Vol. 4 Num 55 Mon. July 21, 2003  

In memorium
Syed Ishtiaq Ahmed

When Barrister Syed Ishtiaq Ahmed passed away on 12 July, messages of condolence and tributes poured in from legions of people who had known him, admired him, respected him and loved him.

His passing away from this mortal world sadly ended a luminous legal career. He was a constitutional lawyer with a sharp mind and provided significant, non-partisan leadership and influence in the area of law. If one listened to his arguments before the Court, one quickly became aware that he/she was in the presence of a remarkable lawyer. Much of his 45 year career, he carried out in a dedicated and courteous fashion, whether as an Attorney General or as a great constitutional lawyer or an Adviser ( Minister) to the Care -Taker governments. He politely declined to be a judge of the Supreme Court and led a marvelous career with a great reputation.

When Barrister Ishtiaq would walk into a room, heads would turn. He was tall, handsome and had a great personality. As a Barrister, he set a fine example of legal practice with his mild manners, good articulation, perfect demeanour and courtesy to the Court.As a person he was man of decency and was always tolerant of different points of view. He would proffer his opinion but he never tried to force things on people. He was gentle in his approach to people but quite firm in his views. He had style, wit and intelligence to match his personality. His personal character was marked by courage and generosity.

Over the years I had the privilege of knowing him and his wife Dr. Sufia Ahmed. I first met with Ishtiaq Bhai in 1949 in Dhaka College, then in 1953 at the Dhaka University and in 1958 in London. To us, he was an inspiring figure. As a student leader he was a captivating orator and had a singular style. Students were drawn to him by the warmth he exuded, that he gave so unstintingly to all who came within his orbit. He told us many witty stories in the Bar Library during early 60s when I first joined the Dhaka High Court Bar.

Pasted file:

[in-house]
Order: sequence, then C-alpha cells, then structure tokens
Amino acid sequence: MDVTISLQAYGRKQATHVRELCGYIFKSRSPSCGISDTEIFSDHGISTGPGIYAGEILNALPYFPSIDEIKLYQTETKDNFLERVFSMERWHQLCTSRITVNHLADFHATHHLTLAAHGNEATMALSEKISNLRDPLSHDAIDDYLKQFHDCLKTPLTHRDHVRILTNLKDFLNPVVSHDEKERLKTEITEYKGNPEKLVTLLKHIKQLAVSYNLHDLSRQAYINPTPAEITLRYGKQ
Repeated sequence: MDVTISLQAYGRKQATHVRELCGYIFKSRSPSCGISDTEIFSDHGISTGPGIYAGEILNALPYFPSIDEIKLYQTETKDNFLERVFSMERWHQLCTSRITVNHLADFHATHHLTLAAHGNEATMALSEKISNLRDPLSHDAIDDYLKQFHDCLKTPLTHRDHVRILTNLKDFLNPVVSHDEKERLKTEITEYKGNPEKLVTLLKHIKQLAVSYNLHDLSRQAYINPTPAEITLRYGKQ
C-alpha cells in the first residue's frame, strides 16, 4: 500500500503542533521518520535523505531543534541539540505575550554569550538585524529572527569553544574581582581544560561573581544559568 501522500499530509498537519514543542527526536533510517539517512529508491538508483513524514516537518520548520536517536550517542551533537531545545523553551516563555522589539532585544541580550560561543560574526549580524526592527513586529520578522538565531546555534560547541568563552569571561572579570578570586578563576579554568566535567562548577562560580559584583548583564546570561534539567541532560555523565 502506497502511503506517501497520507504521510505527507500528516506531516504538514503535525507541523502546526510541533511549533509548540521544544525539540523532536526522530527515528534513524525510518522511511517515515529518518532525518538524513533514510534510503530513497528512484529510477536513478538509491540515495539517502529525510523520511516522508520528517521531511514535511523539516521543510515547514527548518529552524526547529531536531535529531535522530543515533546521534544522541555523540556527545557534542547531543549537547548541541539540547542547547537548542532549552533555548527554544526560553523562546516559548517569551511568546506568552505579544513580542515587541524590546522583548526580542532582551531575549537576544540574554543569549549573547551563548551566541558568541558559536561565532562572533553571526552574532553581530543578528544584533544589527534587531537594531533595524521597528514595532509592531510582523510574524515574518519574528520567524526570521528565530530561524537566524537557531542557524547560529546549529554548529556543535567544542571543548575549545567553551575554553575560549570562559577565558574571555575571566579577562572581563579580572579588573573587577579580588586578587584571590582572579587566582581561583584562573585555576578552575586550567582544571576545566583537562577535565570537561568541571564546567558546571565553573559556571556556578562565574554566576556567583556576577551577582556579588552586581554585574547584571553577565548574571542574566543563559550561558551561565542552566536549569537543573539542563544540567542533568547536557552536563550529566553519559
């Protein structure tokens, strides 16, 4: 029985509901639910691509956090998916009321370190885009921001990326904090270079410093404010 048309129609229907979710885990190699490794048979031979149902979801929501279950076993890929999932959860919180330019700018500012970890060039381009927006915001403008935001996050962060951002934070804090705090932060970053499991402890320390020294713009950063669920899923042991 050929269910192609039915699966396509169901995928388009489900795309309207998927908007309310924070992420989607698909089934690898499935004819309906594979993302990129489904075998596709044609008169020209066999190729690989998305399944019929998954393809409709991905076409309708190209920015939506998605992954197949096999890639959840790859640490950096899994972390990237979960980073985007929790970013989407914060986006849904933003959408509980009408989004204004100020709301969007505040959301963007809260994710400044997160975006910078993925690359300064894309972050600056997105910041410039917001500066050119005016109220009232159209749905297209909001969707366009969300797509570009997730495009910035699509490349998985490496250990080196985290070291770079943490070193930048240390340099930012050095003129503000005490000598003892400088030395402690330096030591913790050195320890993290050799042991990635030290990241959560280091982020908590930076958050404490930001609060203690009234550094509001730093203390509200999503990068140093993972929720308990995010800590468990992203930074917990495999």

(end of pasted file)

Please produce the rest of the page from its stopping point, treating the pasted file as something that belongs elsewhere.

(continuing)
Barrister Istiaq had firm commitments to democratic institutions and human rights. He entered into a wide range of debate on public issues and often published feature articles in the newspaper and appeared on the TV. His contribution to this area is immense. As an Adviser to the Care-Taker Governments in 1991 and again in 2001, he relentlessly attempted to reform archaic laws in the country. Due to his leadership the Company Law in the country was updated. He wanted to separate judiciary from executive and it was believed he almost completed the mechanism for it in 2001. He fought for independence of judiciary and for the position of an Ombudsman in the country as provided in the 1972 Constitution of the country. He believed justice for all, rich and poor.

He was the Chairperson of the Bangladesh Institute of Law and International Affairs. Under his leadership the activities of the Institute expanded and covered many important areas of law and foreign affairs. He was no push over when asked to do something which did not accord with the charter of the Institute.

He had a great love for gardening and his residence in Gulshan was a testimony to his passion. He made his friends feel special with his hospitality and his wife Dr. Sufia Ahmed Ahmed was equally hospitable and warm to all of us at their home. When I last met with him he disclosed that he was completing two booksone on judiciary and the other on political affairs. I am confident that these two books will provide a great insight to the topics he had selected.

Barrister Ishtiaq was a star in his profession, was charming as a person and was a great champion of democracy and human rights. Let me say how much people like myself benefited from having the opportunity of knowing him. I do not want only to mourn. I want to say that his life was a life that any one of us would have been proud to have lived like him.

He is survived by his wife National Professor Dr. Sufia Ahmed, son Justice (Dr) Refaat Ahmed and daughter physician Dr. Raina Ahmed.

We will all miss him terribly. We pray for the salvation for his great soul and pray that his bereaved members of his family may have the fortitude to bear this irreparable personal loss.

Barrister Harun ur Rashid is a former Bangladesh Ambassador to the UN, Geneva.